If you made that much money, why did you stop?

I couldn’t travel. The world is bigger than San Francisco. With dog walking, you can’t take vacations. The point of dog walking is that other people can take vacations, you take care of their dogs! After that phase, I went on some trips: to Ukraine, to Nepal, to Turkey, to Nigeria a few times and lastly, through Mexico on a motorcycle. Great experiences! Travelling changes you for the better!

Mike on a bike ✌️

Interesting. Walk me through your journey into tech.

In the US, families aren’t as potentially tight-knit as in other countries. My parents split when I was one year old.  I remember spending lots of time on computers growing up. First, it was something of a parenting device, and then, later on, I played shooting games. Sometime down the line, I edited files in the games to gain advantages. I tweaked configuration files which were one step away from code editors. Eventually, I made maps, mods, was in a league, And then years later, I started building websites and apps and all of that.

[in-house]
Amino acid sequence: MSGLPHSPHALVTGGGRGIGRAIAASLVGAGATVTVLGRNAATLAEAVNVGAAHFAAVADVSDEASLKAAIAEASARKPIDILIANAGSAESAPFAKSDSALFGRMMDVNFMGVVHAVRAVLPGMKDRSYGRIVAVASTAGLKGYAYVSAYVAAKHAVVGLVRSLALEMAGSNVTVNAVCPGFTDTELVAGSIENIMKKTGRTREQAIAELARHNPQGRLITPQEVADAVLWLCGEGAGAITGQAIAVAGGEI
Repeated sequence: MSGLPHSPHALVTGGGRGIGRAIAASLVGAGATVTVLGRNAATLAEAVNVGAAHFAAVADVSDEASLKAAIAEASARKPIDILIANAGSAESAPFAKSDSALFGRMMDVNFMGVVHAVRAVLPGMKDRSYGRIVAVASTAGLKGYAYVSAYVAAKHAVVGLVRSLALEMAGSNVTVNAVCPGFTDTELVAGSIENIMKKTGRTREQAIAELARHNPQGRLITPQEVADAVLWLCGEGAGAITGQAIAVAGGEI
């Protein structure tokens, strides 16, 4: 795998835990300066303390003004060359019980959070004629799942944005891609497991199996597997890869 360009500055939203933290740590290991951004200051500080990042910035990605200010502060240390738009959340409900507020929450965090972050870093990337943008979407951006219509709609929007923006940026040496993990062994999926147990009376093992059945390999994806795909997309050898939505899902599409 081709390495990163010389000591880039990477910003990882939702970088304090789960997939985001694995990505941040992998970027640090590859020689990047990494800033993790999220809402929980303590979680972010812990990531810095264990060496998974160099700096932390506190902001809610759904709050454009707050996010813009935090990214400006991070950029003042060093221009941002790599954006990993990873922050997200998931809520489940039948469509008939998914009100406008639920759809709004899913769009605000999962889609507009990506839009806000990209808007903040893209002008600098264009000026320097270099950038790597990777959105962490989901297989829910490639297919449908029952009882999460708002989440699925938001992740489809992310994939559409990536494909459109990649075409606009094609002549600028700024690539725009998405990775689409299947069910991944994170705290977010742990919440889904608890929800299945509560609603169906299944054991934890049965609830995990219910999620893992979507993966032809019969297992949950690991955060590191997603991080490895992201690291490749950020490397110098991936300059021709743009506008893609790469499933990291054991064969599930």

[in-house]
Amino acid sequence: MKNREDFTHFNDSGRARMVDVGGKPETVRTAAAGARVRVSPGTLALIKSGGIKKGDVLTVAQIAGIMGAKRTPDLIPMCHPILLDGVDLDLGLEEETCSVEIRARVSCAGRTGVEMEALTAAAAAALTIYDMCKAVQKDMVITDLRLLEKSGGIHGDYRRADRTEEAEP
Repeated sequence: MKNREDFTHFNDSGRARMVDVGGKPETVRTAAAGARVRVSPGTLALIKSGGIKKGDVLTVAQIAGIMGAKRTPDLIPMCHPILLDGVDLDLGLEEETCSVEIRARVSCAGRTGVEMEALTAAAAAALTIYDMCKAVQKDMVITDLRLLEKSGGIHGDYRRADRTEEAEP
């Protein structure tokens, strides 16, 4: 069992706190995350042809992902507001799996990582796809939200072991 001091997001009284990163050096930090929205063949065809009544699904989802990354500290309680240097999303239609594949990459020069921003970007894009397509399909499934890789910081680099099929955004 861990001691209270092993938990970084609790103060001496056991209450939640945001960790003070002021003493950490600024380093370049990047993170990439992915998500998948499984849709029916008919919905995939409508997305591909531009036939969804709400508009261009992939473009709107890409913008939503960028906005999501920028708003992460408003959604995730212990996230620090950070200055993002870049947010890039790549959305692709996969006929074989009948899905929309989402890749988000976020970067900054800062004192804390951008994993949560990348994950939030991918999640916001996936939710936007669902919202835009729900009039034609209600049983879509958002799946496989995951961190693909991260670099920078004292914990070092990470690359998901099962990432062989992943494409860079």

You also went to art school too. Tell me about that.

I went to design school and did fine art for like a year. I did charcoal and figure drawings, but at some point, I wasn’t quite sure I would make a lot of money as an artist, that whole starving artist trope and all. In college, they also had a web design/new media program. So I figured, “I’m in San Francisco, this is tech, and it’s the closest thing I can be to tech without having to take math classes.” 

What takes your money the most?

I run an inexpensive budget. I try to spend around $1,200 per month, which is mad cheap for San Francisco. I don’t spend too much on rent because my residence is family-owned, and I work stupid hours.

You pay rent for a family-owned house?